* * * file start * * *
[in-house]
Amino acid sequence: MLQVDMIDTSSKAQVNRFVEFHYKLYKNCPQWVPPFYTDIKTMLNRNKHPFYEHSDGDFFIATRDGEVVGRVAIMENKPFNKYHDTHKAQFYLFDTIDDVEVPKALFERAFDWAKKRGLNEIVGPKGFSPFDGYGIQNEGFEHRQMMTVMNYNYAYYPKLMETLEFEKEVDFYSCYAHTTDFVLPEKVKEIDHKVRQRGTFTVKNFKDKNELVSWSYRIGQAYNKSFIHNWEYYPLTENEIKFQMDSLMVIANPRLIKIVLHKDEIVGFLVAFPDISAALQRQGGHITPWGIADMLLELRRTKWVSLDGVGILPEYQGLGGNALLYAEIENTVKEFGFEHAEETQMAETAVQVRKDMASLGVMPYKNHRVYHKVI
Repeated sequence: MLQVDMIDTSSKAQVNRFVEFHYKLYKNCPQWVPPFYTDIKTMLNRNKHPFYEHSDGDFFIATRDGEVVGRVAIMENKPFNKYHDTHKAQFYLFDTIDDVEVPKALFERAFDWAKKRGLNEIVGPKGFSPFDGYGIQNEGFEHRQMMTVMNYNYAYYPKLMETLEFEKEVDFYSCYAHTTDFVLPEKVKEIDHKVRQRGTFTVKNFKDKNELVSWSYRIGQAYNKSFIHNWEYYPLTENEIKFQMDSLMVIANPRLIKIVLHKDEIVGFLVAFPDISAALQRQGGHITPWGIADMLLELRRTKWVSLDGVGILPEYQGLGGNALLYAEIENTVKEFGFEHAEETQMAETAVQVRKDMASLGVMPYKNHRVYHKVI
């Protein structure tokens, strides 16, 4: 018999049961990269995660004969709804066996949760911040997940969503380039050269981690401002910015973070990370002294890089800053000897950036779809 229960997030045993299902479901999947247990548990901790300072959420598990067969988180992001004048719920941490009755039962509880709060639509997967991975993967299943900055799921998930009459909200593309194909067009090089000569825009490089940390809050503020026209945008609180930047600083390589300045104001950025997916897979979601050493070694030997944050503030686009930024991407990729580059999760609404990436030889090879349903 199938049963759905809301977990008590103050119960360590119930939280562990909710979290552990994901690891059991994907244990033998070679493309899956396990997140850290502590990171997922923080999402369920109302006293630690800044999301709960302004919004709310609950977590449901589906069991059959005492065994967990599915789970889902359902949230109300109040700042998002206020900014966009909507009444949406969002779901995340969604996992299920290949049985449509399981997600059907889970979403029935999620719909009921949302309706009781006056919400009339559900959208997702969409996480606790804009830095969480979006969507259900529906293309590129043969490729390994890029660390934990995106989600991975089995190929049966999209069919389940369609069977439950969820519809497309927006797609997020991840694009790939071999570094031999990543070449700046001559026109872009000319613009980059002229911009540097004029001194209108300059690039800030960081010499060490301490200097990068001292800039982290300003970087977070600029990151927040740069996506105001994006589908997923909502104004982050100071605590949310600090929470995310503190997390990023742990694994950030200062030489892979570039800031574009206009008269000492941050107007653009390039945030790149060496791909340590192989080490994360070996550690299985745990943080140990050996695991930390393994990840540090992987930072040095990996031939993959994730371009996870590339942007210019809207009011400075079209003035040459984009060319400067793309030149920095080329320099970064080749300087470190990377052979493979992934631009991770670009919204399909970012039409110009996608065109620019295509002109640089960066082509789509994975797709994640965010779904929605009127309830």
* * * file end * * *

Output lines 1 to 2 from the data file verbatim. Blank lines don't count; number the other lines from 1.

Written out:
[in-house]
Amino acid sequence: MLQVDMIDTSSKAQVNRFVEFHYKLYKNCPQWVPPFYTDIKTMLNRNKHPFYEHSDGDFFIATRDGEVVGRVAIMENKPFNKYHDTHKAQFYLFDTIDDVEVPKALFERAFDWAKKRGLNEIVGPKGFSPFDGYGIQNEGFEHRQMMTVMNYNYAYYPKLMETLEFEKEVDFYSCYAHTTDFVLPEKVKEIDHKVRQRGTFTVKNFKDKNELVSWSYRIGQAYNKSFIHNWEYYPLTENEIKFQMDSLMVIANPRLIKIVLHKDEIVGFLVAFPDISAALQRQGGHITPWGIADMLLELRRTKWVSLDGVGILPEYQGLGGNALLYAEIENTVKEFGFEHAEETQMAETAVQVRKDMASLGVMPYKNHRVYHKVI